Who are you?
Do you find that you’re struggling to answer this question because you haven’t found yourself yet? Don’t know what you want to be? Don’t know what you want to do?
People travel to the ends of the earth, seclude themselves in caves for years, do weird diets, and spend thousands of dollars searching for answers to those questions. If you’ve thought finding yourself wasn’t for you because you don’t have the financial means to do all that expensive stuff, I have good news for you.
The truth is, you don’t need to go anywhere, do anything special, or open your wallet to find yourself.
This realization is so simple that your brain will tell you it’s not real.
The writing’s on the wall.
Paperwork is nothing sexy. It’s often viewed as one of the most tedious things to do with our time. We have derogatory-sounding names for jobs that deal with paperwork. I’ve never heard of anyone aspiring to be a paper pusher, bureaucrat, or menial clerical worker. Most jobs have a heavy paperwork component that’s just “part of the job.”
But paperwork, or the creation and maintenance of records, is a human superpower. What other species do you know of that can write something on a cave wall that can be accurately interpreted thousands of years later?
It’s so amazing!
While we can see that the activity depicted is hunting, we don’t know why the cavemen created the painting. But I highly doubt that they did it for us “modern” folk to marvel at in thousands of years.
Agree? Hold that thought.
Why is it so hard to find yourself?
Because we’re looking in the wrong places. We’re asking the wrong questions. We’re listening to the wrong advice.
It all sounds good in the beginning, but that’s just the marketing doing its job. When we try to find ourselves, we’re directed to try to figure out what we want to be doing with our time.
You’ve been asked these questions…
Where do you see yourself in five years?
What impact do you want to make in the world?
What would you do if you had $1 million?
… which get you to think about a future, which does not exist, where you have all the time to do what you really want to do.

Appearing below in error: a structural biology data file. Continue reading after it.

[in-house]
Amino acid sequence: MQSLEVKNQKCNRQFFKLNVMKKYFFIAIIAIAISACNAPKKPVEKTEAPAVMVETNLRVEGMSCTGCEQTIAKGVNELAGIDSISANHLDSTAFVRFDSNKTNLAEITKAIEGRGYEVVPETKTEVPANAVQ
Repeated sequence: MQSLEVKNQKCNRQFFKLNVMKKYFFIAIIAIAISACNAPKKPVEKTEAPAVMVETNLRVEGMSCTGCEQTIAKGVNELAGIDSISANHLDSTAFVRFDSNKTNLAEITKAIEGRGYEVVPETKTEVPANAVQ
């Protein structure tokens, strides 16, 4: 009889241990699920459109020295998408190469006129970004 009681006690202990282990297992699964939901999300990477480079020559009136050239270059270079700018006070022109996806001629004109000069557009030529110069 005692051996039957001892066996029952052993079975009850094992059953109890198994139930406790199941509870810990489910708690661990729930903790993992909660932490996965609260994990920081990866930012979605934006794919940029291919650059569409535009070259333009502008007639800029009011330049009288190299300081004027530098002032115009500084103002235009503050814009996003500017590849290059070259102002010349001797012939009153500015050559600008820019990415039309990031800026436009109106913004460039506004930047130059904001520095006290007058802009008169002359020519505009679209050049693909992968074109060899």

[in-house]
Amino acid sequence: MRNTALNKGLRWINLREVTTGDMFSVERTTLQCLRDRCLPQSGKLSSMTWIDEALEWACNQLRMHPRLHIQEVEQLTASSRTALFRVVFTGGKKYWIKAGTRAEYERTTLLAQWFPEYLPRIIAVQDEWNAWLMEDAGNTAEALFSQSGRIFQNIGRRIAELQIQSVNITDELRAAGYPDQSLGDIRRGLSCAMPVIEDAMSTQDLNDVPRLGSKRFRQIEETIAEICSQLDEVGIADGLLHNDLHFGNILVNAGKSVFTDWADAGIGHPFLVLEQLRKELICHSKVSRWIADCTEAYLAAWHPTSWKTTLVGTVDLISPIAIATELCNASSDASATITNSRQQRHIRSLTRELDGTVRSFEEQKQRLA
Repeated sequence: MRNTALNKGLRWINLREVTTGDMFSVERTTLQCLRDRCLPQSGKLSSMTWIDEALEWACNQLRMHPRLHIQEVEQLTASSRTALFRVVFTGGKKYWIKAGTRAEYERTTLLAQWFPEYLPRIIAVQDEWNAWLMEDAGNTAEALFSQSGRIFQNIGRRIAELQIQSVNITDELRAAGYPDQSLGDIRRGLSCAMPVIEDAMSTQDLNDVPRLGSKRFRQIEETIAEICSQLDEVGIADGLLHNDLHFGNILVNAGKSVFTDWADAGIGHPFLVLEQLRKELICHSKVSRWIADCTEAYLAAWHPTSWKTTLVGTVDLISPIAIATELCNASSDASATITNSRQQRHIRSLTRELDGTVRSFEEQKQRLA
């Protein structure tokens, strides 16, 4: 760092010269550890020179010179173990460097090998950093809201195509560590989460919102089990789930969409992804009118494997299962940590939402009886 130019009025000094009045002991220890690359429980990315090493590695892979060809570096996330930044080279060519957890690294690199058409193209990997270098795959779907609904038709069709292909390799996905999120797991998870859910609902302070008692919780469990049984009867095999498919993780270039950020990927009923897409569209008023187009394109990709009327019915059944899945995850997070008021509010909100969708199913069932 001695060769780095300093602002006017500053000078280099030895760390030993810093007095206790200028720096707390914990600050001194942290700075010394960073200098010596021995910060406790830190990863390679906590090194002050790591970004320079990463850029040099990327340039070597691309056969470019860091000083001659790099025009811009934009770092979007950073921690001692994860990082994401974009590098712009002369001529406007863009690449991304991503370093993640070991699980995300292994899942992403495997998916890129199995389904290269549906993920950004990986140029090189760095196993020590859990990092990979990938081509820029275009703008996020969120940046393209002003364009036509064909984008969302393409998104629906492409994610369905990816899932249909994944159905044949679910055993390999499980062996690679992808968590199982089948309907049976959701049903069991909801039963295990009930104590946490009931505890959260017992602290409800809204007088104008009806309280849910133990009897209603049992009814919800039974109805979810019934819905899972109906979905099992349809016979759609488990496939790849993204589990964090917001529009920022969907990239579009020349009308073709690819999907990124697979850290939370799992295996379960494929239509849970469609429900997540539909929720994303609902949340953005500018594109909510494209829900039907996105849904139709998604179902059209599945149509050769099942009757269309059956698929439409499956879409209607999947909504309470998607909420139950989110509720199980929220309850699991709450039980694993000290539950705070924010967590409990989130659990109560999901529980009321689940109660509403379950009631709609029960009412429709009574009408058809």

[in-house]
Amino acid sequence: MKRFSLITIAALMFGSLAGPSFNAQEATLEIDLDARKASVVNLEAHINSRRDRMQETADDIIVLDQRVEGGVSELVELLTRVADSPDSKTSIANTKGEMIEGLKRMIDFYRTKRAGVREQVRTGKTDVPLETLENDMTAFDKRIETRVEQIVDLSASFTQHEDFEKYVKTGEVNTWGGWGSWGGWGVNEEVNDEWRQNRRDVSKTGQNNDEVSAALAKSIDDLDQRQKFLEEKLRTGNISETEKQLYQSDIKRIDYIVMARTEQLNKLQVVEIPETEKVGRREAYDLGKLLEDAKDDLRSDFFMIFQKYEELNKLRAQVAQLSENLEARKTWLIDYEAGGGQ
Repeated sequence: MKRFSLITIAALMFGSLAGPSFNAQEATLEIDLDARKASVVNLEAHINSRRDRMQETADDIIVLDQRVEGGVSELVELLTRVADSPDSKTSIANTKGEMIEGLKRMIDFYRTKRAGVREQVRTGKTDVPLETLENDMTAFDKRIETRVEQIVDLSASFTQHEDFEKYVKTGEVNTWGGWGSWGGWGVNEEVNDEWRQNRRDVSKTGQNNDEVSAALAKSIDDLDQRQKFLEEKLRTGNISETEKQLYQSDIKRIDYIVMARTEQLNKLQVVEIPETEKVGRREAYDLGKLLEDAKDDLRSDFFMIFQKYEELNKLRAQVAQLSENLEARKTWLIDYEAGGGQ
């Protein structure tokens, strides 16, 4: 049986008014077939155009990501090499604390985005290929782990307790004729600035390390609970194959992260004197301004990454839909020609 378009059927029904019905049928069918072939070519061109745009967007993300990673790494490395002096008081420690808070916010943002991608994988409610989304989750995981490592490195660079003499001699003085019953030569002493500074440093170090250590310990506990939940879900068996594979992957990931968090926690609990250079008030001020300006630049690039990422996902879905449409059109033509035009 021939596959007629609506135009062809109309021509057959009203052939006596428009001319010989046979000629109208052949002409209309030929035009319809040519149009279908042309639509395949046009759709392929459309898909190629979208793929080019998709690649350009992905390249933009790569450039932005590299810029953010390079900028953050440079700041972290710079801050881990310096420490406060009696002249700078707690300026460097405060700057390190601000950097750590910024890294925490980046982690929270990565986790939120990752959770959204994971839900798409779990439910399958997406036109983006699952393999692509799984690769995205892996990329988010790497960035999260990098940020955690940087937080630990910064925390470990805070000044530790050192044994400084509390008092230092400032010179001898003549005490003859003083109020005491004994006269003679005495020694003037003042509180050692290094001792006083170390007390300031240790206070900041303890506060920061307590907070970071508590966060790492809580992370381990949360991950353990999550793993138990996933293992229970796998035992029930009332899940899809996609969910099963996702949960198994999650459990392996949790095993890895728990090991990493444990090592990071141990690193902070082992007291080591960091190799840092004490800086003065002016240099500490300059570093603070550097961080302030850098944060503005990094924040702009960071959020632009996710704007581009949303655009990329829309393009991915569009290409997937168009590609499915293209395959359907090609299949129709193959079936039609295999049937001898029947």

And they are all really the same question: “If you had all the time in the world, what would you do with it?” And what do you really want to do?
Well, then we’re asked to have a go at these questions…
What do you love doing?
What are you passionate about?
What do you do that makes you forget what time it is?
… which make us want to pull a response that gets us to feel good about ourselves and that we think the other person wants to hear, so we have trouble answering them honestly. I mean, I’d bet there are answers you would not want to share in the comments section below.
If you try to answer these questions honestly, you’ll see why this line of self-help has failed to get millions of people to find themselves because they unconsciously put us into feel-good fantasy land.
And the only thing you’re going to get from there are fantasies.
Some people spend their entire life in fantasy land before seeing the light, which is a shame since we have a limited amount of time to experience this world.
How to find yourself.
I’m going to lay it out for you right here in two steps, but you probably won’t believe me because it’s so simple, doesn’t cost anything, and this is just a random article on the vast Internet. In fact, you’ll probably try a million other things and waste a bunch of time and money before your brain reminds you of this article.
You don’t need anything fancy. No trips, no courses, no gurus, and no tricky interview-style questions. Here’s what you do:
Step 1: Record what you did.
Step 2: Observe it later.
You’re literally answering the question, “What do you find yourself doing with your time?”
With that, you can deduce your first answer, because the way you spend your time correlates exactly with who you are.
You may not like what you see, and you may feel proud when you do something you believe to be impactful.
That reaction, that feeling, that emotion you get is something that happened. Record it to observe later. It’s an iterative process, you see?
Who are you, caveman?
So if the cavemen didn’t create the cave painting for us “modern” folk to marvel at, why did they create it? It could have been a reminder of a momentous hunt they could look back at and feel proud about. It could have been drawn to analyze what went wrong on the last hunt. It could have been a tribute to a fallen hunter. We have no idea and never will (unless we invent the technology to revive the creator).
But we don’t need to know why the painting was made. In fact, it’s not our place to know. The painting wasn’t made for us. It was made for them. They got use out of it while they were still here. They grew from it. They learned from it.
You have the same superpower as the cavemen. Up to you if you want to use it.
Happy Slacking and Happy Hunting,